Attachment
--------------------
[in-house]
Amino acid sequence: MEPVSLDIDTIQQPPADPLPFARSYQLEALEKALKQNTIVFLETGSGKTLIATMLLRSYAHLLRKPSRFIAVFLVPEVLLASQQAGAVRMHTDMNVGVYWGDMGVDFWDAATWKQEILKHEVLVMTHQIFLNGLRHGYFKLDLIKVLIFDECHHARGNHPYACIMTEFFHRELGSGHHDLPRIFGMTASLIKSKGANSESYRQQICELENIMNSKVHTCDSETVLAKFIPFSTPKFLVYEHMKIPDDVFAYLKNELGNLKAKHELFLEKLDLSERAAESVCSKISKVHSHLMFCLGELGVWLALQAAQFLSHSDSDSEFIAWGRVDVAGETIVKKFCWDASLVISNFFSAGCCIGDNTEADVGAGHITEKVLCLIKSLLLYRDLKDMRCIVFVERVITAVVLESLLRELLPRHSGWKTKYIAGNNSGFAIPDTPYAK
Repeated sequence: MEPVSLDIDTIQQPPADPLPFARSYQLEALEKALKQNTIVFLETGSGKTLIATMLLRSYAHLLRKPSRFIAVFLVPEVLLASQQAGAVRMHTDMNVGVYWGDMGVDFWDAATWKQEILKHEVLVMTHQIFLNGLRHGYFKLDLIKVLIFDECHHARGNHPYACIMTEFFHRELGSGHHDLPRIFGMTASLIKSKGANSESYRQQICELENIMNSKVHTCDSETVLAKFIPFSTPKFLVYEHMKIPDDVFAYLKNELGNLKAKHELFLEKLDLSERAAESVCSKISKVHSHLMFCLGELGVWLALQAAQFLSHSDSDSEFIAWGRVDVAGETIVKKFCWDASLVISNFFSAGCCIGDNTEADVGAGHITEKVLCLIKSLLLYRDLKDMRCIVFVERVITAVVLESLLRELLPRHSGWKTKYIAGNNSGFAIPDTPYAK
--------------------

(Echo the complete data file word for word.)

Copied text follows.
[in-house]
Amino acid sequence: MEPVSLDIDTIQQPPADPLPFARSYQLEALEKALKQNTIVFLETGSGKTLIATMLLRSYAHLLRKPSRFIAVFLVPEVLLASQQAGAVRMHTDMNVGVYWGDMGVDFWDAATWKQEILKHEVLVMTHQIFLNGLRHGYFKLDLIKVLIFDECHHARGNHPYACIMTEFFHRELGSGHHDLPRIFGMTASLIKSKGANSESYRQQICELENIMNSKVHTCDSETVLAKFIPFSTPKFLVYEHMKIPDDVFAYLKNELGNLKAKHELFLEKLDLSERAAESVCSKISKVHSHLMFCLGELGVWLALQAAQFLSHSDSDSEFIAWGRVDVAGETIVKKFCWDASLVISNFFSAGCCIGDNTEADVGAGHITEKVLCLIKSLLLYRDLKDMRCIVFVERVITAVVLESLLRELLPRHSGWKTKYIAGNNSGFAIPDTPYAK
Repeated sequence: MEPVSLDIDTIQQPPADPLPFARSYQLEALEKALKQNTIVFLETGSGKTLIATMLLRSYAHLLRKPSRFIAVFLVPEVLLASQQAGAVRMHTDMNVGVYWGDMGVDFWDAATWKQEILKHEVLVMTHQIFLNGLRHGYFKLDLIKVLIFDECHHARGNHPYACIMTEFFHRELGSGHHDLPRIFGMTASLIKSKGANSESYRQQICELENIMNSKVHTCDSETVLAKFIPFSTPKFLVYEHMKIPDDVFAYLKNELGNLKAKHELFLEKLDLSERAAESVCSKISKVHSHLMFCLGELGVWLALQAAQFLSHSDSDSEFIAWGRVDVAGETIVKKFCWDASLVISNFFSAGCCIGDNTEADVGAGHITEKVLCLIKSLLLYRDLKDMRCIVFVERVITAVVLESLLRELLPRHSGWKTKYIAGNNSGFAIPDTPYAK